Later today, the Bombay high court will consider increasing the fine imposed on Bollywood actor John Abraham who was convicted in a rash driving case, and decide on the quantum of compensation to his two victims.
It’ll make the headlines, and we might even view a post-mortem on the incident and a panel discussion or two on prime time television.
We’ll hear discussions and opinions on how the police do not act, that they do not do enough and that they’re ineffective. Consider what we’ve read about in Mumbai during the last few days:
• One girl dies, two others critically injured when their drunk friend drive the car they were travelling in into a tree. With reference to the same accident, The Times of India reports that “The Santa Cruz police have booked the five youngsters injured in Saturday's Juhu drunk-driving mishap for drinking without permit and are weighing if action can be taken against a Bandra pub for serving the youths alcohol without first verifying if they had permits."
• An eight-year-old boy sustained severe injuries after a speeding car rammed into him at Andheri (W) on Sunday evening.
• A 27-year-old man was arrested on Sunday morning for ramming his car into 12 persons and killing one of them in Kandivli (E) on Saturday night.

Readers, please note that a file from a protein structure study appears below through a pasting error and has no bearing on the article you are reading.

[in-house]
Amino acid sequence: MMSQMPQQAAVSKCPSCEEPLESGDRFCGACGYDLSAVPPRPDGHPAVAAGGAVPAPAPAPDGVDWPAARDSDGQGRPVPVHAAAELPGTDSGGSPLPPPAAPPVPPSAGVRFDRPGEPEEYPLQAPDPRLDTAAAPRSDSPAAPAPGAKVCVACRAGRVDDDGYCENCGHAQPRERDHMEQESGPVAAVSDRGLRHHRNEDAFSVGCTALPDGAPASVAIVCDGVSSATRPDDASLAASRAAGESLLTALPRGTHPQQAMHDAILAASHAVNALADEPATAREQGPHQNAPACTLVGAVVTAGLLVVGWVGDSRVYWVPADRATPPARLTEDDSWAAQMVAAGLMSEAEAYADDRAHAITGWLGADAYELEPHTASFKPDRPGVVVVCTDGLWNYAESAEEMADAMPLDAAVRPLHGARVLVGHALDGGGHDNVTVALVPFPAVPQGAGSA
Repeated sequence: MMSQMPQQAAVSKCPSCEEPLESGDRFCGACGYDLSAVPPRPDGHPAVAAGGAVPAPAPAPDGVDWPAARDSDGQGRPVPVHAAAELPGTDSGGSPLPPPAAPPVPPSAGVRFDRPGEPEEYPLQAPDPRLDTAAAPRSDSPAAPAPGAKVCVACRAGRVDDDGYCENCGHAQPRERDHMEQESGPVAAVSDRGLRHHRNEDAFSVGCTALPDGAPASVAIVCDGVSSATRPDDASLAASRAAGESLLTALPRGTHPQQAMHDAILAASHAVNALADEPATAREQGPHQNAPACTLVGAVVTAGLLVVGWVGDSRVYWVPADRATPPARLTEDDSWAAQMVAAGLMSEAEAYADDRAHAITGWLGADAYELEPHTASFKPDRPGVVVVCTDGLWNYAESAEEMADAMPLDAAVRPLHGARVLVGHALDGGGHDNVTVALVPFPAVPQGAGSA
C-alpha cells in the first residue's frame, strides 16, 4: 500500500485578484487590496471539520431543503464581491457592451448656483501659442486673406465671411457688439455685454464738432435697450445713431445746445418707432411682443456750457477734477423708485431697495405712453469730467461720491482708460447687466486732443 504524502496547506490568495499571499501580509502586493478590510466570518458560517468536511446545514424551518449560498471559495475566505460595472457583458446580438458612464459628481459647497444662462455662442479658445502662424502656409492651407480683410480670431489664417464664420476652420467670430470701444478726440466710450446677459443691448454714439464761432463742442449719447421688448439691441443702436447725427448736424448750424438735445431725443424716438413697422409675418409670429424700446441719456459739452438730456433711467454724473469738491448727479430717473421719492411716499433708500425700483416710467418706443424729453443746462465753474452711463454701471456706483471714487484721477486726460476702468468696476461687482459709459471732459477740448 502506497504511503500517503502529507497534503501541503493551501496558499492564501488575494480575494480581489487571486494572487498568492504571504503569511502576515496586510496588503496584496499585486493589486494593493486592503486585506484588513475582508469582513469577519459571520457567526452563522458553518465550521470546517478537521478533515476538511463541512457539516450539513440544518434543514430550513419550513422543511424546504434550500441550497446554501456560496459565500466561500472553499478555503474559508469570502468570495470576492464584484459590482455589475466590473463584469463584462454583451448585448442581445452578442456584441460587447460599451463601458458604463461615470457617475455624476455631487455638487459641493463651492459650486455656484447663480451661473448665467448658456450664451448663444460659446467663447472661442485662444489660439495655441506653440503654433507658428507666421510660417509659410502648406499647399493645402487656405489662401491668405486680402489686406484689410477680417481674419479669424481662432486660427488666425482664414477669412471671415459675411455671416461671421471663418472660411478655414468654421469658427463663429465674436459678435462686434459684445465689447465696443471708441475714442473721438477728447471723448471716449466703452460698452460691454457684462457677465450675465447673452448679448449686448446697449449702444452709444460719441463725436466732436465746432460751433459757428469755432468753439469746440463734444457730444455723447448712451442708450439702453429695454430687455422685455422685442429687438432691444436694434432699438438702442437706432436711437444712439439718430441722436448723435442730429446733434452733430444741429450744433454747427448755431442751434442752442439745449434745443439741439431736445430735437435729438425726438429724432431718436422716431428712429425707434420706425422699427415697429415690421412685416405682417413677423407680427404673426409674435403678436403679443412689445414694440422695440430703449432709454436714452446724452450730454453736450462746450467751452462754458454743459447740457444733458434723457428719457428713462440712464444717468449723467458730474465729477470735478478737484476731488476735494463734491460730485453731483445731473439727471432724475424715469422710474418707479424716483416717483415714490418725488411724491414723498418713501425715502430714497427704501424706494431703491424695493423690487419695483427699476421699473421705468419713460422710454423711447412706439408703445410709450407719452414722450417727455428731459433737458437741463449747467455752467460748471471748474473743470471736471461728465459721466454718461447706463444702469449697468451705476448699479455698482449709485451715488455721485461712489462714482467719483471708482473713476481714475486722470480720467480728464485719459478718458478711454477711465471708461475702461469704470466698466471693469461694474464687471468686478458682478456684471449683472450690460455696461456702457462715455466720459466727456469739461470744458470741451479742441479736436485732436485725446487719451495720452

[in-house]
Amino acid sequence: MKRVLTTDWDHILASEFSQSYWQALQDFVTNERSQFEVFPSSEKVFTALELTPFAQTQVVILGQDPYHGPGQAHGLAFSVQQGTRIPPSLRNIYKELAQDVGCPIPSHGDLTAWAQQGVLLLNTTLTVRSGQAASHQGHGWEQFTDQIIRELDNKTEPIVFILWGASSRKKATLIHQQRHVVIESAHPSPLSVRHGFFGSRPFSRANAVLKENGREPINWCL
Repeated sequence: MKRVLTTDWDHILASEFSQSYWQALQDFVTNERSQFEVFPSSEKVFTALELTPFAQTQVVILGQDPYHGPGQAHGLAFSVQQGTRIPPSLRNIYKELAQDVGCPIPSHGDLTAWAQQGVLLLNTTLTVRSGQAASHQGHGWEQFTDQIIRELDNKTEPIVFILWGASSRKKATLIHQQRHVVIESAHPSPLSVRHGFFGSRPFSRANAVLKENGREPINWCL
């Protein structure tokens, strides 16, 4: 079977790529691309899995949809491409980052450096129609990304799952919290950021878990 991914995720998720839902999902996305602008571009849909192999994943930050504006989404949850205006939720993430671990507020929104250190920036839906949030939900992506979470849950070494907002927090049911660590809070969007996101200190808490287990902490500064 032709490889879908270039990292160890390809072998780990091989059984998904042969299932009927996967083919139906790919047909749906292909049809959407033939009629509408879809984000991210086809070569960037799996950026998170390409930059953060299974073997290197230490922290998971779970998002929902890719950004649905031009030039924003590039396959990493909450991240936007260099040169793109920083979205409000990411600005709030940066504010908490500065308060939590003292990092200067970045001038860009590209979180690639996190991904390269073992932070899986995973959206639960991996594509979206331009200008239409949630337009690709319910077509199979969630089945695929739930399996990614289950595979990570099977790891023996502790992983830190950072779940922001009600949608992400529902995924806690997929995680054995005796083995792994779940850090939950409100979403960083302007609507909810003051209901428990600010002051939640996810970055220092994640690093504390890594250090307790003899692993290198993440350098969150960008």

What does the police department do in cases like this? A carload of drunken youngsters, in a car driven by an underage drinker. Another two instances of accidents caused by rash, high-speed, irresponsible driving.
We hear of such instances every day. At best, the police can try and trace the culprits, file FIRs, prosecute them to the best of the ability and hope for the strictest sentence under the law.
None of this is preventive. All that will happen is that the already overstressed court system (and the police system) will get even more overloaded and overstressed.
For incidents such as these, prevention is the key – and the police and other authorities have nothing to do with this.
It’s the society which is failing – and leading to the spate of driving related crimes. Society fails when five underage youngsters drink. Society fails when one of these five, under the influence, is allowed to drive by the other four. Society fails when an indulgent parent allows an underage child without a license to drive a car. Society fails when educated adults do not wear a seat-belt or a crash helmet as the case may be.
It’s up to one section of society to prevent the other from breaking these laws and endangering lives. Can you tell a friend who is patently drunk not to drive? Can you tell your neighbour that his ward is too young to drive? Can you suggest to a colleague that it is not cool not to strap yourself in a seat belt or that he or she should always wear a crash helmet?
Today, when the court decides on John Abraham’s case, we’ll hear sound and fury and the police will face the brunt of the criticism.
And the truth is, the police haven’t failed us. We’ve failed ourselves.
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